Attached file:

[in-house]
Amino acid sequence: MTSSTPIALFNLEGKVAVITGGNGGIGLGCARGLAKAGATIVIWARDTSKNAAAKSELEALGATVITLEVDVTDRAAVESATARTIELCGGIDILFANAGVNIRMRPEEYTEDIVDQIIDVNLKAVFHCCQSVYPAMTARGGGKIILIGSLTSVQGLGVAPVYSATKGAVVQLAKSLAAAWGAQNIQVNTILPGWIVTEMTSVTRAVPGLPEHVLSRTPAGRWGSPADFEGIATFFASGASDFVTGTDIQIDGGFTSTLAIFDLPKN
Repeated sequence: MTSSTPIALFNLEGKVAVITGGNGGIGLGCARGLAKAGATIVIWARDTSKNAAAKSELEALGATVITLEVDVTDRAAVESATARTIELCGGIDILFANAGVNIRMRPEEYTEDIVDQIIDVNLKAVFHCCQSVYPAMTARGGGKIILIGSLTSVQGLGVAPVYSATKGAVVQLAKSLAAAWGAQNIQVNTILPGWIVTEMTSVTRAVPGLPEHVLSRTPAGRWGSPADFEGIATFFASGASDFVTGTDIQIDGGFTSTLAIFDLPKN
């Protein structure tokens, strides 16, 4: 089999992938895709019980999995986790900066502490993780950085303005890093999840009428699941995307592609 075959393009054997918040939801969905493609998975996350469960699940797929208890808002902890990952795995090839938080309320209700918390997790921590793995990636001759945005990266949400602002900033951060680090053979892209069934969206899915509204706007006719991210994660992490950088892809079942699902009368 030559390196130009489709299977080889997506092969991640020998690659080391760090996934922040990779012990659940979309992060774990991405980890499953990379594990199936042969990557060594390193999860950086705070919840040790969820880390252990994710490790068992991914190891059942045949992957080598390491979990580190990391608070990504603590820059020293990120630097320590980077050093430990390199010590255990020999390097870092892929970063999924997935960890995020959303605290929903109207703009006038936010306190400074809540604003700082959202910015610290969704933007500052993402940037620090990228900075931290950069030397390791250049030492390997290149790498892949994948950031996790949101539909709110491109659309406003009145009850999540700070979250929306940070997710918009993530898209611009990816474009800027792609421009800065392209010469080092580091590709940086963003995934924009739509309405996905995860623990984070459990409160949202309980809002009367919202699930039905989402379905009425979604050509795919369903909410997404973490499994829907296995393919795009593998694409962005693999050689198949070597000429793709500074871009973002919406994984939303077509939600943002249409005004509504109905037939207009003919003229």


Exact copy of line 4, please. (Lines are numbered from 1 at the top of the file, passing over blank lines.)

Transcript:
């Protein structure tokens, strides 16, 4: 089999992938895709019980999995986790900066502490993780950085303005890093999840009428699941995307592609 075959393009054997918040939801969905493609998975996350469960699940797929208890808002902890990952795995090839938080309320209700918390997790921590793995990636001759945005990266949400602002900033951060680090053979892209069934969206899915509204706007006719991210994660992490950088892809079942699902009368 030559390196130009489709299977080889997506092969991640020998690659080391760090996934922040990779012990659940979309992060774990991405980890499953990379594990199936042969990557060594390193999860950086705070919840040790969820880390252990994710490790068992991914190891059942045949992957080598390491979990580190990391608070990504603590820059020293990120630097320590980077050093430990390199010590255990020999390097870092892929970063999924997935960890995020959303605290929903109207703009006038936010306190400074809540604003700082959202910015610290969704933007500052993402940037620090990228900075931290950069030397390791250049030492390997290149790498892949994948950031996790949101539909709110491109659309406003009145009850999540700070979250929306940070997710918009993530898209611009990816474009800027792609421009800065392209010469080092580091590709940086963003995934924009739509309405996905995860623990984070459990409160949202309980809002009367919202699930039905989402379905009425979604050509795919369903909410997404973490499994829907296995393919795009593998694409962005693999050689198949070597000429793709500074871009973002919406994984939303077509939600943002249409005004509504109905037939207009003919003229």